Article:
GRACosway Weekly Wrap Up: Budget Countdown Begins
- French President Emmanuel Macron has visited Australia as part of a tour of the South Pacific.
- The ‘Gonski 2.0’ report has been released, featuring 23 recommendations to improve the Australian schools system.
- Treasurer Scott Morrison has flagged a potential tax ‘cap’ of 23.9 per cent of GDP ahead of next week’s Federal Budget.
- Federal Labor MP Tim Hammond has announced his decision to retire from politics, triggering a by-election in the seat of Perth.
- The Victorian and NT budgets were handed down this week.
Prime Minister Malcolm Turnbull has welcomed French President Emmanuel Macron to Australia this week. The leaders held bi-lateral talks on a range of issues, including defence, cyber security, climate change, higher education, trade and intelligence sharing. Mr Turnbull confirmed that design works for Australia’s Future Submarine Program will relocate from France to Australia in 2022, after which 12 new submarines will be constructed in Adelaide.
Gonski 2.0 Released
The Federal Government has welcomed the release of a new report into Australia’s schooling system, headed by businessman David Gonski AC. The report recommends a major overhaul of the education system, with a stronger focus on needs-based teaching methods over standard academic benchmarks. Education Minister Simon Birmingham said the Government has accepted all 23 of the report’s recommendations in principle and confirmed that Mr Gonski will brief state and territory education ministers on the report at the Council of Australian Governments (COAG) Education Council meeting today.
“Speed Limits” on Tax
Ahead of next week’s Federal Budget, Treasurer Scott Morrison has committed to introducing a tax rate cap of 23.9 per cent of GDP, while possibly using increases in the budget surplus beyond 2020-21 to deliver personal income tax reductions. Labor Treasury spokesman Chris Bowen has described the flagged cap as a “budget non-repair strategy”, while the Business Council of Australia has emphasised that personal tax reductions must not trump corporate tax cuts, in the interests of productivity and debt management. In other Budget news, Health Minister Greg Hunt has confirmed the Government will next week deliver significant additional funds for new medicines to be listed on the Pharmaceutical Benefits Scheme (PBS). Reports suggest the Government will also make changes to payment processes for high-cost medicines that smaller pharmacies cannot afford to stock, requiring some pharmaceutical companies to reduce the wholesale costs of selected medicines and freeing up funds to list new medicines on the PBS.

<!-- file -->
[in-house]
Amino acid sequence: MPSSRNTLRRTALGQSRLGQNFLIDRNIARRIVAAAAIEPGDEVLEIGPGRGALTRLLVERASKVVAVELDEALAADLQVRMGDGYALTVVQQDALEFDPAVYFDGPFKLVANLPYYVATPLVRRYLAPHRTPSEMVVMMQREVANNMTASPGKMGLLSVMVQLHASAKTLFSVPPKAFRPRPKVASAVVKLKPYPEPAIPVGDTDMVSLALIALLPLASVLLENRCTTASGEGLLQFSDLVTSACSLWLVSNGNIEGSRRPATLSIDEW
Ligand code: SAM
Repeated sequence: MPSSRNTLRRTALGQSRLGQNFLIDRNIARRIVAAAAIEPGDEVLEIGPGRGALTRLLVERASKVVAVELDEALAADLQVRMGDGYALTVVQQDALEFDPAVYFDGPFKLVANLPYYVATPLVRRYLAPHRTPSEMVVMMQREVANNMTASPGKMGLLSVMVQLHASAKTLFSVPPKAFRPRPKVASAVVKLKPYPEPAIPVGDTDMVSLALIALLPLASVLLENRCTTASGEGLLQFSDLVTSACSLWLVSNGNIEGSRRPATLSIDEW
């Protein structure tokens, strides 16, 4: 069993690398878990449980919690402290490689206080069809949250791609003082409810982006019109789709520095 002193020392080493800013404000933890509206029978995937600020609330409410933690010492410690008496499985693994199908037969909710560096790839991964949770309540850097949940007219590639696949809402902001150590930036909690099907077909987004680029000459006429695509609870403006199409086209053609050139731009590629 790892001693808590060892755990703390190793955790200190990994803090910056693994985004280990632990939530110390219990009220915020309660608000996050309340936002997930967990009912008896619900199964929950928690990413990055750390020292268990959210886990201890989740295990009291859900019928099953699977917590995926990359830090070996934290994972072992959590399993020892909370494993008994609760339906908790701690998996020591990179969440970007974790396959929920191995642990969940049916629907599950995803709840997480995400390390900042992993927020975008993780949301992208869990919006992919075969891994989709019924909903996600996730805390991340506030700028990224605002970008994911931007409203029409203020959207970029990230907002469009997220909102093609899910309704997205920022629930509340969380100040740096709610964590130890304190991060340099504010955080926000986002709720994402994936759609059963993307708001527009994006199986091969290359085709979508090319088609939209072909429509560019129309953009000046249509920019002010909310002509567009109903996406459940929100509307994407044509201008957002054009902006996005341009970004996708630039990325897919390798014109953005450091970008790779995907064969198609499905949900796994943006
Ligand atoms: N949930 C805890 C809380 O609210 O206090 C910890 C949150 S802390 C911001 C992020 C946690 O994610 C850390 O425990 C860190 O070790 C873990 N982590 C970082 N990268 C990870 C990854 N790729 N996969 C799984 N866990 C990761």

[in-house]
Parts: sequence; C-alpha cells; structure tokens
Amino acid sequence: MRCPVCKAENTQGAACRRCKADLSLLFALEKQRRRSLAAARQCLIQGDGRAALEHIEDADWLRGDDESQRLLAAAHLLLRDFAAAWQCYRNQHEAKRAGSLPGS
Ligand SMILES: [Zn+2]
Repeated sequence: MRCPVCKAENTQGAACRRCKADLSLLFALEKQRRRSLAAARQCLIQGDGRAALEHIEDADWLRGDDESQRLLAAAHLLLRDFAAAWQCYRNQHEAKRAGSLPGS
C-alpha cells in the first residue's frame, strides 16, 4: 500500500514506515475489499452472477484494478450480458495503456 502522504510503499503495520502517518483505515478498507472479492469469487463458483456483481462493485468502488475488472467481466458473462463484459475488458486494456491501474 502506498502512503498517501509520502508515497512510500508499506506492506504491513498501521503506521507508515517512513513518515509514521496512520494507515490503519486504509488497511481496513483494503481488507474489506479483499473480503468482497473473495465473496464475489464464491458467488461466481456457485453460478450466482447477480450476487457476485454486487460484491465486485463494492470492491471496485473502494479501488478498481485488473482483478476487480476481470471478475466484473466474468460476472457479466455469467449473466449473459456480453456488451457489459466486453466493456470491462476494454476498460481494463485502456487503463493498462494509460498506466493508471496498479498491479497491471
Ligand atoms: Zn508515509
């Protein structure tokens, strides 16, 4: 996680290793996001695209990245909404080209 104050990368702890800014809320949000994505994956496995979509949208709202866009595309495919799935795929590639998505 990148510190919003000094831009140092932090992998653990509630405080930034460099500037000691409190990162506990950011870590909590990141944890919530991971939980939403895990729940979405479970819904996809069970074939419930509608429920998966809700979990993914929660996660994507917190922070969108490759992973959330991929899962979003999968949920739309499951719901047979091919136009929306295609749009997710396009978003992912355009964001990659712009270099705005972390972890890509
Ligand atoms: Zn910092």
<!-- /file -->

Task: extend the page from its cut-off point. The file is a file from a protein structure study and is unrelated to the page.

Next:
Unexpected By-Election Looms
Up-and-coming Federal Member for Perth and Opposition frontbencher Tim Hammond has surprised many by announcing his intention to resign from Parliament, citing a need to spend more time with his family. Mr Hammond’s resignation will trigger a by-election; Labor currently holds the seat by just 3.3 per cent. WA Labor state secretary Patrick Gorman is considered a strong frontrunner to replace Mr Hammond, while the Greens have confirmed they will also put forward a candidate in the by-election.
Victorian Pre-Election Budget
Victorian Treasurer Tim Pallas has handed down his final Budget before Victorians head to the polls later this year on 24 November. The Andrews Government has made significant commitments in the areas of infrastructure, health, education, and law and order, while revealing a strong budget surplus. If you missed GRACosway’s 2018-19 Victorian Budget briefing note from earlier this week, you can catch up here.
NT Flags Grim Budget Forecast
Meanwhile in the NT, Treasurer Nicole Manison has handed down a 2018-19 Budget that sees the Territory slip further in the red than anticipated. The 2018-19 budget deficit will reach $1.2 billion, with net debt expected to increase further than expected to $7.5 billion by 2021-22. Ms Manison has blamed unfavourable economic conditions and forecast GST cuts for the poor budget position, which Opposition Leader Gary Higgins labelled the “worst in the Territory’s history”.